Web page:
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It seems that cancer is becoming more and more common every day. It used to be that you would hear of someone that knows someone that is related to someone that has cancer. Now days, I find it is much more common to actually know the person that has cancer. The same goes for our pets as they are not any more immune to cancer cells than people.
The more cancer we see, the more we learn about the signs to watch for, treatment options available, and how to keep our pets comfortable should they succumb to cancer. Prevention is the best option for us and our pets. Catching something (anything) early means there is a better chance for treatment and having a positive outcome. This is why regular physical exams with your veterinarian are so important. Our pets can’t talk to tell us there might be something wrong, and often, it takes someone that isn’t around our pets on a daily basis to recognize things that you otherwise might consider normal for your pet.

The following are things to watch for that could be indicators of cancer or something else unhealthy going on with your pet:

  1. Lumps and Bumps
  2. Non-healing wounds
  3. Weight loss
  4. Limping
  5. Lethargy, depression, poor appetite
  6. Abnormal odor from mouth, ears or other parts of the body
  7. Vomiting or diarrhea lasting for more than a day or two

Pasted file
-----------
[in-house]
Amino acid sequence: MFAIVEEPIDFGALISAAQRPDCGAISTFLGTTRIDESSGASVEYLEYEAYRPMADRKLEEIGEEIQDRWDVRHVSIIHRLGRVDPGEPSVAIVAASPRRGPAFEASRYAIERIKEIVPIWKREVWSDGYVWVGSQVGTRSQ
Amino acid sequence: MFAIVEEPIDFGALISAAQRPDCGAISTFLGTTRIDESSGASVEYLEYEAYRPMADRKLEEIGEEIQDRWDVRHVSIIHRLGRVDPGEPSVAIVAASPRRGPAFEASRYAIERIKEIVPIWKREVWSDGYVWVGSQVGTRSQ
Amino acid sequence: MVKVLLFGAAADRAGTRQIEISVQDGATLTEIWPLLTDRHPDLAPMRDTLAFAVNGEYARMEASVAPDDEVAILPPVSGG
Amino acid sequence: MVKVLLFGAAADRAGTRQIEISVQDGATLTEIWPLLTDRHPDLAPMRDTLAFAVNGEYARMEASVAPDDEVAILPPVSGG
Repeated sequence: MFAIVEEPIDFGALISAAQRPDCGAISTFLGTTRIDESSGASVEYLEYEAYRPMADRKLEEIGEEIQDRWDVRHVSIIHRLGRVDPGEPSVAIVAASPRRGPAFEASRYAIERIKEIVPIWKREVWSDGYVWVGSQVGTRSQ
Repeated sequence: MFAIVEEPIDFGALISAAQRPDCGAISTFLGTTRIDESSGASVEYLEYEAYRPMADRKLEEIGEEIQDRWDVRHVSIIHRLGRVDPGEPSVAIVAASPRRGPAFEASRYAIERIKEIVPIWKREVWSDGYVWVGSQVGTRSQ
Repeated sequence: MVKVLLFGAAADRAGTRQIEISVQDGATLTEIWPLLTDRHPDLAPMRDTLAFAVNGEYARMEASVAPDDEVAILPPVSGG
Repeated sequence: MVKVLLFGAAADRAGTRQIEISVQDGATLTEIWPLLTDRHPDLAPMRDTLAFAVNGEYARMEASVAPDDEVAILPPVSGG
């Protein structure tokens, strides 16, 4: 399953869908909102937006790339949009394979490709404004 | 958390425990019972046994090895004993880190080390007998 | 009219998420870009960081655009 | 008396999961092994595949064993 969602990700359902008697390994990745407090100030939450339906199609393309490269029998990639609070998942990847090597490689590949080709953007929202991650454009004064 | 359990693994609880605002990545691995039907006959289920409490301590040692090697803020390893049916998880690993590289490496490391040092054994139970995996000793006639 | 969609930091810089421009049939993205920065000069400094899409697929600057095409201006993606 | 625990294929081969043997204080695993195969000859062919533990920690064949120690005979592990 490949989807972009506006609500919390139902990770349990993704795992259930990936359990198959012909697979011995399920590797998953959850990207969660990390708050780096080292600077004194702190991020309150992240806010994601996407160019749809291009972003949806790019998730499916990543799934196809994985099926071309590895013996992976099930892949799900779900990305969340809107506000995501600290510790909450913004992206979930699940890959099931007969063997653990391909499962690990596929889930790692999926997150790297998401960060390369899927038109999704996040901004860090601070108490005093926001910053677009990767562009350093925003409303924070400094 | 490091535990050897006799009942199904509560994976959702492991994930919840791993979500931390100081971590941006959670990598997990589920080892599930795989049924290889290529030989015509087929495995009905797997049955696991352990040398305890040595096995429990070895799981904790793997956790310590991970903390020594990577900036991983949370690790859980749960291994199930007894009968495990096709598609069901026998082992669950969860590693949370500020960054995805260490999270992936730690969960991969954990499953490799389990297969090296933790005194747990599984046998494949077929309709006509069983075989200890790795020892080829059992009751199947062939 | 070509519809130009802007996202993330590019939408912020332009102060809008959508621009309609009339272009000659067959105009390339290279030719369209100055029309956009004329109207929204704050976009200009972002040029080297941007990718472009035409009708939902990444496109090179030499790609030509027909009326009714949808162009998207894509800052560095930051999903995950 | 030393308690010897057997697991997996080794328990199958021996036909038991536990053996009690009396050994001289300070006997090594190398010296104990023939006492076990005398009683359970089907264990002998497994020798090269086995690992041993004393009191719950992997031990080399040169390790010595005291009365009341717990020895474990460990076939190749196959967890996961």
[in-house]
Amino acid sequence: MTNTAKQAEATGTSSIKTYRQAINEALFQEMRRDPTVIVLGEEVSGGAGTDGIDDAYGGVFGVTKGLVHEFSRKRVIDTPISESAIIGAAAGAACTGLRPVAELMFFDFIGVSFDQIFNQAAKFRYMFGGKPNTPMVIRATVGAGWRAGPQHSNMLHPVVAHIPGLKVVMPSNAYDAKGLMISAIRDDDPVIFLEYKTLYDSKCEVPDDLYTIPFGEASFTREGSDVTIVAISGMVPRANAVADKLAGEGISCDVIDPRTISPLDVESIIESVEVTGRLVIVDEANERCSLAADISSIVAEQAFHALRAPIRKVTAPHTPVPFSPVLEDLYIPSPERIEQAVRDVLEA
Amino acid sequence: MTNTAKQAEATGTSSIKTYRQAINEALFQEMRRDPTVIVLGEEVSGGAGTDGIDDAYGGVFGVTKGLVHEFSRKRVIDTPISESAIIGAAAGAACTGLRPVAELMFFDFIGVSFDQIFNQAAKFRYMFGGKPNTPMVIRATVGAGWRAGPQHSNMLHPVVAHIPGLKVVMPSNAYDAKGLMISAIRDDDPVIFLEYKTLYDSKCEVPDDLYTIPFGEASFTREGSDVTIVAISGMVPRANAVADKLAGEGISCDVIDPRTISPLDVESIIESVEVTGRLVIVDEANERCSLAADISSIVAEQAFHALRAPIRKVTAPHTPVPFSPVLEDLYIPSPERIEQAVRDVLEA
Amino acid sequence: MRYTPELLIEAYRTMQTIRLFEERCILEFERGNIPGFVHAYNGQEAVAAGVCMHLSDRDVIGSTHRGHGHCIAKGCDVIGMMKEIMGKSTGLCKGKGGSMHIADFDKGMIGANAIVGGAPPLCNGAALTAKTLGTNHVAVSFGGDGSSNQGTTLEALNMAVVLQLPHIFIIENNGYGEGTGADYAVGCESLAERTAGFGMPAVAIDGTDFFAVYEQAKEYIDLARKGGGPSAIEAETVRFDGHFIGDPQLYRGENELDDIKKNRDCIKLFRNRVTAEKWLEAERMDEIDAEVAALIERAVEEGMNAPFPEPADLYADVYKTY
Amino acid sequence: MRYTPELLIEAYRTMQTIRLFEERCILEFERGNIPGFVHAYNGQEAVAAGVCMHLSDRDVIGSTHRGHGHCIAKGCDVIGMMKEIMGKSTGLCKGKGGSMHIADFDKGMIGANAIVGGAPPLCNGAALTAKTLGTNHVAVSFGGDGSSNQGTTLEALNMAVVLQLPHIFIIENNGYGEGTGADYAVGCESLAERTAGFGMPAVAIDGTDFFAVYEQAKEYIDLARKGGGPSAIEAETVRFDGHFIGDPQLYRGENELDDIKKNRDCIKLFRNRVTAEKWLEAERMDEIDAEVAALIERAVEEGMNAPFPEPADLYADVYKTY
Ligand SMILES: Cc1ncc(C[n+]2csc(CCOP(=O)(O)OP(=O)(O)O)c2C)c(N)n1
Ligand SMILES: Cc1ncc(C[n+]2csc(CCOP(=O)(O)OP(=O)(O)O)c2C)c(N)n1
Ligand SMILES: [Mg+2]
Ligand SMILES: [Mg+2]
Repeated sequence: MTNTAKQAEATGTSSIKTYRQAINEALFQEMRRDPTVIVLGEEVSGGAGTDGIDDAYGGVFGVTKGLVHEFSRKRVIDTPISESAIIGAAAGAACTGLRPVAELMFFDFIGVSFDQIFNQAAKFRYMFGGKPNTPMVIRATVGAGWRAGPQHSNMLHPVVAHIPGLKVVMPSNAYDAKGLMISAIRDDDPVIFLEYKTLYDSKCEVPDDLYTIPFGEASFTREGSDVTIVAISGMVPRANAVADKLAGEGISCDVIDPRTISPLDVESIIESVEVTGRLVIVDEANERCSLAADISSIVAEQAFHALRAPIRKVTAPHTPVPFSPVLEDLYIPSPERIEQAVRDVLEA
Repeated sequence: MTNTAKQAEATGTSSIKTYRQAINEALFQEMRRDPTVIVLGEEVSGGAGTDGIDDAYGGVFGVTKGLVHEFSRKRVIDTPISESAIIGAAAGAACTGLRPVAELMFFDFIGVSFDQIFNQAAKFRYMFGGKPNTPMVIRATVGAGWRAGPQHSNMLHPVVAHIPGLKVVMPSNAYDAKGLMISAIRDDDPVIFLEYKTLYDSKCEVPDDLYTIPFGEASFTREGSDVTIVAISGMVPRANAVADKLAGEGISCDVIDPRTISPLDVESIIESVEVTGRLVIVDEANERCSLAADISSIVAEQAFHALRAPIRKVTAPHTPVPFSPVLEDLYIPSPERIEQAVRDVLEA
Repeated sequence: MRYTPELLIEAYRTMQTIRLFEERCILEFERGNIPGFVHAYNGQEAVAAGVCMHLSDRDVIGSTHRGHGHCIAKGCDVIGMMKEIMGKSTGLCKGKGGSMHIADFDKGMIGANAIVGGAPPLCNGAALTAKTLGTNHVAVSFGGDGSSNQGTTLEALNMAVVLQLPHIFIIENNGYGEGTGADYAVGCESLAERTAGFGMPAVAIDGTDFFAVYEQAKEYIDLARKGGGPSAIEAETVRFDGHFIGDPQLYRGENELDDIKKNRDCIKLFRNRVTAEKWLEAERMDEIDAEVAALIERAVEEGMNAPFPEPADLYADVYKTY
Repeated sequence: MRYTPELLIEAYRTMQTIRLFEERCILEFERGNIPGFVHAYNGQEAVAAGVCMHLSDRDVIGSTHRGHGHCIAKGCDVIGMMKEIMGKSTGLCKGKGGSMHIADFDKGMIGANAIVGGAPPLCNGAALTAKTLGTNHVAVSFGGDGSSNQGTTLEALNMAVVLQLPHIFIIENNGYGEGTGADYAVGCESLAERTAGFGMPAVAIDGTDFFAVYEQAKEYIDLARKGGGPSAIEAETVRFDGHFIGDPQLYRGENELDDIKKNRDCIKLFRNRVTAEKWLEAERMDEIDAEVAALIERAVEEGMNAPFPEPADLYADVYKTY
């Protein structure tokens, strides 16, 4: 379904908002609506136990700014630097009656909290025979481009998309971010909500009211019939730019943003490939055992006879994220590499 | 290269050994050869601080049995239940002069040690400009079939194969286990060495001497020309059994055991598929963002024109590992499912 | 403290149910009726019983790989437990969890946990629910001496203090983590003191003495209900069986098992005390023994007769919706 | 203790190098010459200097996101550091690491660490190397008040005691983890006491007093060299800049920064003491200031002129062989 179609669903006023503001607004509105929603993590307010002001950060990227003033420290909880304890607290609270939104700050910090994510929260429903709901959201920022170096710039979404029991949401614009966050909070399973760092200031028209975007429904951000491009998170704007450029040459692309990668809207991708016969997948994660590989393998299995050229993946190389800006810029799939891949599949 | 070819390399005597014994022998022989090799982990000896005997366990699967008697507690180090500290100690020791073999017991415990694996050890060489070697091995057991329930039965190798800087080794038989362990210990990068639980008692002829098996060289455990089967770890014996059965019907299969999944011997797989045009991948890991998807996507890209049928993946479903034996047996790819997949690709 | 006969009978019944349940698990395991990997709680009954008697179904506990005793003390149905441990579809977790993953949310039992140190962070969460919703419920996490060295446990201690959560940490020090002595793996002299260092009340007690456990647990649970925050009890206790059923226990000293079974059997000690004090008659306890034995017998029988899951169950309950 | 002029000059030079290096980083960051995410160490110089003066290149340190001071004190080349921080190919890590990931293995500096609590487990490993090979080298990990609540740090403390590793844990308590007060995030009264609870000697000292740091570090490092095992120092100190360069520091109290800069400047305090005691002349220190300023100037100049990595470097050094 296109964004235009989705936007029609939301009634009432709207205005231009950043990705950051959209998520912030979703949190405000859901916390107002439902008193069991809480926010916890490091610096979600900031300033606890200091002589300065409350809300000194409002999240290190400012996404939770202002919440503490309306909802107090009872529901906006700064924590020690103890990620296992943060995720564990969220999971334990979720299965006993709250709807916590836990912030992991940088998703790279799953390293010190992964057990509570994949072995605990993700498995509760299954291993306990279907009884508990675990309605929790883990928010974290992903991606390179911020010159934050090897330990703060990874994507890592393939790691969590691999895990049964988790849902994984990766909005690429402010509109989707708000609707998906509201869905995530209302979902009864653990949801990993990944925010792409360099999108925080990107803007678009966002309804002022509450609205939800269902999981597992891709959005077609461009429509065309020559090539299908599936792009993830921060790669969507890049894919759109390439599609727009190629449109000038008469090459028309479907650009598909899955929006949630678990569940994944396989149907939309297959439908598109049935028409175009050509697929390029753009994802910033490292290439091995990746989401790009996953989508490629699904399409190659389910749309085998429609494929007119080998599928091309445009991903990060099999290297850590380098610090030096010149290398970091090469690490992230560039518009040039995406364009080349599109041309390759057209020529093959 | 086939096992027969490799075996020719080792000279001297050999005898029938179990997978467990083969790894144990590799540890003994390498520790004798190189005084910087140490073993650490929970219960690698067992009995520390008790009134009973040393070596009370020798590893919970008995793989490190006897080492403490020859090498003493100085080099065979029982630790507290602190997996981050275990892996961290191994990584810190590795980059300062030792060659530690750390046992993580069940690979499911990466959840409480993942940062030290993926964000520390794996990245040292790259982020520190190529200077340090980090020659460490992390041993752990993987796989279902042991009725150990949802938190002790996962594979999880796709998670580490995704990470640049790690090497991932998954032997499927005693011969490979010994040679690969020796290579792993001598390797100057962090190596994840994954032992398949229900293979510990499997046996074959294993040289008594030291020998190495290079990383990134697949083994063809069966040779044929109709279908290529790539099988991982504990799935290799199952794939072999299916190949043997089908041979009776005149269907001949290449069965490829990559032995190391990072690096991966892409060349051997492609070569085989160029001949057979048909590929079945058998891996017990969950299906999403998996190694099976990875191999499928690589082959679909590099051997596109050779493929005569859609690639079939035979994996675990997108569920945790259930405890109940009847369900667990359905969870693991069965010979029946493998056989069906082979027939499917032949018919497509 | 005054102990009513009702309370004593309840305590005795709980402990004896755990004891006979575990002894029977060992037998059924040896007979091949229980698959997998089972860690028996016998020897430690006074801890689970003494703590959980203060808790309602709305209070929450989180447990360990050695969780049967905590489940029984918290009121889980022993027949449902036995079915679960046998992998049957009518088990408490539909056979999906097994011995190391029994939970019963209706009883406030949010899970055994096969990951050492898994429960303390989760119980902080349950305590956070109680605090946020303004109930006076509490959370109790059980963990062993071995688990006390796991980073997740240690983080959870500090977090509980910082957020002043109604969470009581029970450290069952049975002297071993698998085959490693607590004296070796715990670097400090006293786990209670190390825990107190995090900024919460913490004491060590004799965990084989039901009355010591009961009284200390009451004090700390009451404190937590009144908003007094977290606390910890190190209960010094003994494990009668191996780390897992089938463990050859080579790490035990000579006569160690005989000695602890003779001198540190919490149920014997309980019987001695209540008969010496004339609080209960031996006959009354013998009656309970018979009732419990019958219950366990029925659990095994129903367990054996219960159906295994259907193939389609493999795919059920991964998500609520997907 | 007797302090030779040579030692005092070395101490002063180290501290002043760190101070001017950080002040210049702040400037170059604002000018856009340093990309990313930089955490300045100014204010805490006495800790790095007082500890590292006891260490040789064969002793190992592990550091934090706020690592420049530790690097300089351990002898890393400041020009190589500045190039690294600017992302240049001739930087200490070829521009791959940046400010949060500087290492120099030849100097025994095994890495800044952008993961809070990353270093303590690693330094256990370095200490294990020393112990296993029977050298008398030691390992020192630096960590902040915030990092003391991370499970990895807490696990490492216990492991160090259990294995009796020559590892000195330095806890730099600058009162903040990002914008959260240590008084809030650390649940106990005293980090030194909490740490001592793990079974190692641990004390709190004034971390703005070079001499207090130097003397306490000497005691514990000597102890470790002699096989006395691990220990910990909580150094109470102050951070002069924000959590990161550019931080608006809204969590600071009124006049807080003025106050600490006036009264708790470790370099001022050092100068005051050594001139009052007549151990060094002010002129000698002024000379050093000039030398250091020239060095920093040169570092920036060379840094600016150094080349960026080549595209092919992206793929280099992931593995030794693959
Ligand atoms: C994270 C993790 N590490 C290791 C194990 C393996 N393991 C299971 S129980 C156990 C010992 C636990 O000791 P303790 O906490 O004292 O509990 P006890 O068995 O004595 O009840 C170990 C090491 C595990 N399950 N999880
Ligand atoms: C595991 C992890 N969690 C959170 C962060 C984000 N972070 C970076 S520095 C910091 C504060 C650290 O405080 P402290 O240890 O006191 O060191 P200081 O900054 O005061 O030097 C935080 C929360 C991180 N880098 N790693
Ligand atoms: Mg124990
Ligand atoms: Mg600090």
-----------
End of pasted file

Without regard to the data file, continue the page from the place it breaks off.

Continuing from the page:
8. Straining to urinate or defecate
  9. Breathing difficulty
  10. Abnormal bleeding – coming from the nose, urine, feces, bruising, etc.

What things can you do for your pet that will reduce the risk of them developing cancer?

  • Feed a high quality diet that does not contain artificial preservatives and dyes and is made by a reputable company.
  • Weight management and exercise. Obesity has become as big of a problem in our pets as it is in people which definitely decreases quality of life, longevity and can be a chronic source of inflammation to the body which is thought to contribute to cancer development.
  • Spay and neuter your pet. Spaying a dog or cat before they have their first heat cycle can dramatically reduce the incidence of mammary cancer in your pet. Testicular and prostatic cancers are also something that male dogs can be affected by if left intact.
  • Consider the environment. Eliminate exposure to known potential carcinogens by avoiding second-hand smoke, pesticides, herbicides, radiation, etc.
  • Omega-3 Fatty acids have anti-oxidant effects which decrease inflammation and trauma to the cells of the body.

A diagnosis of cancer in your pet is not necessarily a death sentence. If caught early, you can work with your veterinarian to formulate a plan to either cure the cancer or at least provide the best quality of life possible for as long as possible. Surgery, chemotherapy and radiation are all options to your pet and they often tolerate these things much better than people do. There are several institutional options available in the area for referral to veterinary oncologists and specialists to give your pet the best opportunity to survive and thrive. Education is vital, so talk with your veterinarian regarding any concerns you are seeing in your pet in order to make the best decision for your family.

Source: Dr. Jana Layton; Karen Marcile, Riverbrook Animal Hospital, Tulsa Oklahoma

Love, The PetsWell Team

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